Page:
According to the Writer’s Almanac, it was on this day — April 19 — in 1927 that actress Mae West was sentenced to 10 days in prison for her starring role in the play Sex, which she also wrote and directed. It was her first Broadway show. Sex got terrible reviews but attracted huge audiences. It had been running for 41 weeks when the police showed up and arrested the cast and crew — although only West was sent to jail. She was charged with “producing an immoral show and maintaining a public nuisance.” She said: “I wrote the story myself. It’s about a girl who lost her reputation and never missed it.”
In jail, West was forced to turn over her silk stockings, but allowed to keep her silk underwear. She got her own private cell, and she charmed the warden and his wife so much that they invited her to eat dinner with them in their home each night. She befriended the other inmates while she made beds and dusted. In her down time, she read business articles comparing various Hollywood studios. She was released two days early for good behavior.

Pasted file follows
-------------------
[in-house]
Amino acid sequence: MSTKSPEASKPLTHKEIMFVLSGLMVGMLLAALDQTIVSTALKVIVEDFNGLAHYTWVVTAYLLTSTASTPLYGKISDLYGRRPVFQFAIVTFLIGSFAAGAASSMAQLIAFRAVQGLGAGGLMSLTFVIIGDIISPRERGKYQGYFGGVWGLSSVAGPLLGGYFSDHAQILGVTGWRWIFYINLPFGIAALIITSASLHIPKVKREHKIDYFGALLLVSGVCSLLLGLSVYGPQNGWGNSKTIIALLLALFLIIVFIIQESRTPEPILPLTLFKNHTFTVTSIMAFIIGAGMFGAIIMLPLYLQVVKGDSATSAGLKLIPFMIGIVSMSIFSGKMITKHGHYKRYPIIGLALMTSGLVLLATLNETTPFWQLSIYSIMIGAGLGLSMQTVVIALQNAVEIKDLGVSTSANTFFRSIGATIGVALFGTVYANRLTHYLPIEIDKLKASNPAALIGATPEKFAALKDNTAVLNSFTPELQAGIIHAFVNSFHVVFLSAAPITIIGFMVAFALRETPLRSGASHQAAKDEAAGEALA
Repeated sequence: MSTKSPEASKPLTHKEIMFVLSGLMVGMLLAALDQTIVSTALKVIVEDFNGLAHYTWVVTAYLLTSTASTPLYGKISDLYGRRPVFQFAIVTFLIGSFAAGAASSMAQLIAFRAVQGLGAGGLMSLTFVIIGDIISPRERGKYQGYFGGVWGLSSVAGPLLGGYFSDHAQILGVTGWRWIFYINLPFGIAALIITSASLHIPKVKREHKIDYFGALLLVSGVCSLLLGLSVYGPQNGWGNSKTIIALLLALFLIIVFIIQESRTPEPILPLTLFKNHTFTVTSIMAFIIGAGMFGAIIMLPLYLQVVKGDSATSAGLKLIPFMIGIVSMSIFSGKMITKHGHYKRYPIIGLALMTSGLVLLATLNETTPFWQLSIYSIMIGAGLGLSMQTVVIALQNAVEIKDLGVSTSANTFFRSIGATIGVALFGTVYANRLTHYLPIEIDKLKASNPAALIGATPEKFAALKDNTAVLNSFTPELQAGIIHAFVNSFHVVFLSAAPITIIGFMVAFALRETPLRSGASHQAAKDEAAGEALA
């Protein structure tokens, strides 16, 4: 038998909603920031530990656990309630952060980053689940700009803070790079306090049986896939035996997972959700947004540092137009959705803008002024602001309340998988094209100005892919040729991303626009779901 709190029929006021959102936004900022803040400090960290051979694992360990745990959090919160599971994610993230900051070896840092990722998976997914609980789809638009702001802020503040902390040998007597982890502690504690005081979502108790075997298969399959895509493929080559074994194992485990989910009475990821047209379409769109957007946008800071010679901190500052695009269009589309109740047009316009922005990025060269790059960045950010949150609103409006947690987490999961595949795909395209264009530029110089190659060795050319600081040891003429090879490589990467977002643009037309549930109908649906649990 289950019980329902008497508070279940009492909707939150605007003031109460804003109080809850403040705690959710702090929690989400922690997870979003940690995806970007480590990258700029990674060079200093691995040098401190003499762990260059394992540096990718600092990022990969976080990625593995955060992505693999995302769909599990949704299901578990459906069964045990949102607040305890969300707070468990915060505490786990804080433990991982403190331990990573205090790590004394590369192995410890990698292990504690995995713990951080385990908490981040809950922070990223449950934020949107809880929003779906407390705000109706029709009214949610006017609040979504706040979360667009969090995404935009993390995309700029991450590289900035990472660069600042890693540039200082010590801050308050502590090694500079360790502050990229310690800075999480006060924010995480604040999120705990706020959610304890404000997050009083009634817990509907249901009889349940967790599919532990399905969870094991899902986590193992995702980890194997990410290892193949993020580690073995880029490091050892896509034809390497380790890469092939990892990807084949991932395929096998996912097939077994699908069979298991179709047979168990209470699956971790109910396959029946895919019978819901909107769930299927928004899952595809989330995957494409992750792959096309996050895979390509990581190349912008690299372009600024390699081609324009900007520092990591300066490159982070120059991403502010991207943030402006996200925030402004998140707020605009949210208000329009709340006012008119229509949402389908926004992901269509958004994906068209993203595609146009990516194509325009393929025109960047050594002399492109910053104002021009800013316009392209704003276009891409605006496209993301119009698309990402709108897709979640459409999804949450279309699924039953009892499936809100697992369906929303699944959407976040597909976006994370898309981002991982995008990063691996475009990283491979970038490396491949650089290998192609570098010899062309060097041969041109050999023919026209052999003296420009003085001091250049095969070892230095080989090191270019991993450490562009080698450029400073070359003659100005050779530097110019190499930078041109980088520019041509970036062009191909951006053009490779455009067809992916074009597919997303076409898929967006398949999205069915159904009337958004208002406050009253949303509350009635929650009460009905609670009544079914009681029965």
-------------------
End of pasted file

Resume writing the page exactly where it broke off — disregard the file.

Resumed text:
The following year, she wrote and starred in the play Diamond Lil (1928) on Broadway, and it was a big success. She went to Hollywood, got a part in Night After Night (1932), and was allowed to rewrite her scenes. In her first scene, a hatcheck girl says to her “Goodness, what beautiful diamonds!” and West says, “Goodness has nothing to do with it, dearie.” It was a hit, and the next year she co-starred with Cary Grant in I’m No Angel (1933). By 1935, she was said to be the second highest paid person in the United States, after William Randolph Hearst.